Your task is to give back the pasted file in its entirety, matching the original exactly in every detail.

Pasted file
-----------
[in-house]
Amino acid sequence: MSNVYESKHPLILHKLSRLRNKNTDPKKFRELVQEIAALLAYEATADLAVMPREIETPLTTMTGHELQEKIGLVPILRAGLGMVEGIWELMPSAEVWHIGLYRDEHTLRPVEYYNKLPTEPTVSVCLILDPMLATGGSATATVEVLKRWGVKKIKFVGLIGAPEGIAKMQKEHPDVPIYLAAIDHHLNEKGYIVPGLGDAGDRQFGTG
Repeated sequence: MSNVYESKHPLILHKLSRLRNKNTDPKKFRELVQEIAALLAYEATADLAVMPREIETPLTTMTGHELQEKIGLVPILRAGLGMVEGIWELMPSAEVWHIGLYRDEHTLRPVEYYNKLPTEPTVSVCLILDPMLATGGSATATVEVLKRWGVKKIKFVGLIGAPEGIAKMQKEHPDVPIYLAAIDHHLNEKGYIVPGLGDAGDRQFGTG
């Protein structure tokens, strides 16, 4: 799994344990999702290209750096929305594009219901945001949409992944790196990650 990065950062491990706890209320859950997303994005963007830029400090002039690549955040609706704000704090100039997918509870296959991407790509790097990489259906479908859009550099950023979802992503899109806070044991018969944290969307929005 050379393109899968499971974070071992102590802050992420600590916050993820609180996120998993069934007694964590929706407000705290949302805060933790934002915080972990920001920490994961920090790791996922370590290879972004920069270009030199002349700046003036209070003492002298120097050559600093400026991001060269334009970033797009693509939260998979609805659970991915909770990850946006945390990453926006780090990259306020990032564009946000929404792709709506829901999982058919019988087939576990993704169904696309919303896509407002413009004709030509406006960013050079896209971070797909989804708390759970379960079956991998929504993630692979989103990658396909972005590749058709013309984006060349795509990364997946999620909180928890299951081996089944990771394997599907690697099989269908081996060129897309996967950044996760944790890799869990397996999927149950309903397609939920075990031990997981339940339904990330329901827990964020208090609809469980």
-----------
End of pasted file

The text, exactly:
[in-house]
Amino acid sequence: MSNVYESKHPLILHKLSRLRNKNTDPKKFRELVQEIAALLAYEATADLAVMPREIETPLTTMTGHELQEKIGLVPILRAGLGMVEGIWELMPSAEVWHIGLYRDEHTLRPVEYYNKLPTEPTVSVCLILDPMLATGGSATATVEVLKRWGVKKIKFVGLIGAPEGIAKMQKEHPDVPIYLAAIDHHLNEKGYIVPGLGDAGDRQFGTG
Repeated sequence: MSNVYESKHPLILHKLSRLRNKNTDPKKFRELVQEIAALLAYEATADLAVMPREIETPLTTMTGHELQEKIGLVPILRAGLGMVEGIWELMPSAEVWHIGLYRDEHTLRPVEYYNKLPTEPTVSVCLILDPMLATGGSATATVEVLKRWGVKKIKFVGLIGAPEGIAKMQKEHPDVPIYLAAIDHHLNEKGYIVPGLGDAGDRQFGTG
């Protein structure tokens, strides 16, 4: 799994344990999702290209750096929305594009219901945001949409992944790196990650 990065950062491990706890209320859950997303994005963007830029400090002039690549955040609706704000704090100039997918509870296959991407790509790097990489259906479908859009550099950023979802992503899109806070044991018969944290969307929005 050379393109899968499971974070071992102590802050992420600590916050993820609180996120998993069934007694964590929706407000705290949302805060933790934002915080972990920001920490994961920090790791996922370590290879972004920069270009030199002349700046003036209070003492002298120097050559600093400026991001060269334009970033797009693509939260998979609805659970991915909770990850946006945390990453926006780090990259306020990032564009946000929404792709709506829901999982058919019988087939576990993704169904696309919303896509407002413009004709030509406006960013050079896209971070797909989804708390759970379960079956991998929504993630692979989103990658396909972005590749058709013309984006060349795509990364997946999620909180928890299951081996089944990771394997599907690697099989269908081996060129897309996967950044996760944790890799869990397996999927149950309903397609939920075990031990997981339940339904990330329901827990964020208090609809469980």